Michael Sheen has had it with the Prince of Wales. Not the man, but the title. “I think it’s ridiculous,” he says. “It’s just silly. I see no reason why the title should continue. Certainly not with someone who’s not Welsh.”
“That’s not the majority view,” he adds, with resignation. “So, whatever the majority of people want, I’m sure will continue.”
The star of Frost/Nixon and proud son of Port Talbot is chatting via video from a bucolic spot close to his hometown (a deer has just wandered into view), but even at a distance, it’s not hard to see that Sheen is a man of strong convictions.
He has spoken in the past about the opportunity to retire the title after the death of Elizabeth II, as a gesture to “put some of the wrongs of the past right”. In 2020, he returned the OBE he was “honoured” to have received in 2009 when he felt it would make him a hypocrite to give a lecture about how the English king Edward I “put a stranglehold on Wales” at the turn of the 14th century.
When we chat, he’s about to begin shooting his TV directing debut The Way – co-created with playwright James Graham and documentary-maker Adam Curtis, about a family caught in a civil uprising, set in and around Port Talbot. The BBC project is the first from the production company that he set up with Sherlock producer Bethan Jones to focus on telling Welsh stories because, “You can shout about how bad it is, but if you want to see something be different then do it, you know?”
The 54-year-old is one of the actors of his generation, a stage star in his twenties (The Telegraph’s Charles Spencer called him “outrageously charismatic”) who went on to create unforgettable screen portraits of Tony Blair (The Queen, The Deal), Chris Tarrant (Quiz) and Brian Clough (The Damned United), alongside his David Frost in Peter Morgan’s play and film about the 1977 interviews that brought down the US president. Recently, Sheen has gained a whole new tranche of fans playing a very arch angel opposite David Tennant’s insouciant demon in Amazon’s Good Omens – not technically gay characters according to the Terry Pratchett-Neil Gaiman source novel, but seemingly in love.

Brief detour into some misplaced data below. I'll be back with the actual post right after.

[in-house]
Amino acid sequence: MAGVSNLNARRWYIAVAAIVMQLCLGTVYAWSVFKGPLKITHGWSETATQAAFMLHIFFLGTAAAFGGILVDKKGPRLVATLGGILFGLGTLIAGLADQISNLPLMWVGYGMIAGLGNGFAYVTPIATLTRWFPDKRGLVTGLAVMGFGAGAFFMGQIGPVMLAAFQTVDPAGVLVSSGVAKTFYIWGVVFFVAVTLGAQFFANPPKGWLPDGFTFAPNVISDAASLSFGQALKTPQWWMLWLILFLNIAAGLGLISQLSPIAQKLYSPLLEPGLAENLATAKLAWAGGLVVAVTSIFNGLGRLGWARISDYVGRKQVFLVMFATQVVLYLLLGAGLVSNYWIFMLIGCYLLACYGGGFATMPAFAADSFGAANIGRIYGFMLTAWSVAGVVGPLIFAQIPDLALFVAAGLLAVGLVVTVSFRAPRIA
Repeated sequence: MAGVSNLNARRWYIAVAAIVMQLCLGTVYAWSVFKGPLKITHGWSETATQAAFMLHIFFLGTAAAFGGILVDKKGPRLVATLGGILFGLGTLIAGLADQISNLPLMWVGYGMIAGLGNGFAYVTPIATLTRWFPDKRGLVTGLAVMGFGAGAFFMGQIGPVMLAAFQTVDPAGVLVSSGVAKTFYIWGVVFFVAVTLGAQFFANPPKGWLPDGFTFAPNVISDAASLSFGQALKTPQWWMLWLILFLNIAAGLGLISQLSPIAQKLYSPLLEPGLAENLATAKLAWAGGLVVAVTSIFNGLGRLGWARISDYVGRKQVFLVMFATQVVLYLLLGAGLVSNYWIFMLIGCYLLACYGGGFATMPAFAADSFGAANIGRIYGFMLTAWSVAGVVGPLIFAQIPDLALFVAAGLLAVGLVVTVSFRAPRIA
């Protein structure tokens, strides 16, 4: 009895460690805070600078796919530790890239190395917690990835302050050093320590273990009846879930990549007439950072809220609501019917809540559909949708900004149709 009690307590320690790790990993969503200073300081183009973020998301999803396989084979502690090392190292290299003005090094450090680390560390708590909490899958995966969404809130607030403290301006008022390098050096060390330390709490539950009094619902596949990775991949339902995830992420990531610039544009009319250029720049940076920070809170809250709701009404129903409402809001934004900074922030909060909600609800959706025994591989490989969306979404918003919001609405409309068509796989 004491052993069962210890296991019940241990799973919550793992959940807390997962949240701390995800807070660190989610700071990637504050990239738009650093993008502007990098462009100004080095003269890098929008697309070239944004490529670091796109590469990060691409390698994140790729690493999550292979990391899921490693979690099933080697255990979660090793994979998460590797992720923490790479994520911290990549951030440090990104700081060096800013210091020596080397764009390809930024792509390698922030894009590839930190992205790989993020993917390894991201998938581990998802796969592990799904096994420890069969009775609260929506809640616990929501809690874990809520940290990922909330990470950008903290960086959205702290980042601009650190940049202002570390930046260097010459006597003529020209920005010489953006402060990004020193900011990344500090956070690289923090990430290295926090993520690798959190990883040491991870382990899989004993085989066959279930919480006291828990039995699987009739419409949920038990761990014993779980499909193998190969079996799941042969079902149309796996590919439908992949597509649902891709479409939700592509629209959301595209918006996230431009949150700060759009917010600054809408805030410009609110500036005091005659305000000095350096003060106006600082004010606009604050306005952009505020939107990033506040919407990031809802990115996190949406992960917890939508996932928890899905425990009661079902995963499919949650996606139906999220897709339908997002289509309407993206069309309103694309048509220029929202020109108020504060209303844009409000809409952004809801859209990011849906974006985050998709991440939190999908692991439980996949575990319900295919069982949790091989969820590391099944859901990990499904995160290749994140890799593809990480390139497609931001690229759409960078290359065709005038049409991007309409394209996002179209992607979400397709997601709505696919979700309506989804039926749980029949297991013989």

Tennant and he have a natural chemistry on and off screen, Sheen says, adding that “he stops me being too grumpy”. He is a little on the grumpy side. In one exchange, in which I suggest he is a supporter of Welsh independence, he responds hotly: “Show me where it says that. I don’t believe I’ve ever said that.” Sam Mendes compared Sheen to fellow Welsh stars Anthony Hopkins and Richard Burton – “fiery, mercurial, unpredictable”.
But he shares a warm screen chemistry with Sharon Horgan in Jack Thorne’s moving new four-part drama Best Interests. They play the parents of a child with congenital muscular dystrophy, the adorable Marnie (played by Dublin actor Niamh Moriarty), who suffers a seizure that leaves her without brain function. The couple find themselves on opposite sides of an unbearable decision: whether or not to switch off their daughter’s life support. Very few will make it through the drama without tears, but the issues it raises will be familiar to all who have followed recent legal battles over 12-year-old Archie Battersbee and baby Alfie Evans.
Best Interests is “heartbreaking” at times, he admits, which makes the humour that he and Horgan bring to it all the more important. They hadn’t worked together before. “That relationship had to do a lot of heavy lifting. Sharon and I didn’t know each other very well… but straight from the off, we had a very similar sense of humour and made each other laugh.” Moriarty’s is a break-out performance – one scene involving make-up beautifully captures the parent-child relationship. She has cerebral palsy that affects her legs, a condition called spastic diplegia, but she’s not the only disabled actor in the piece.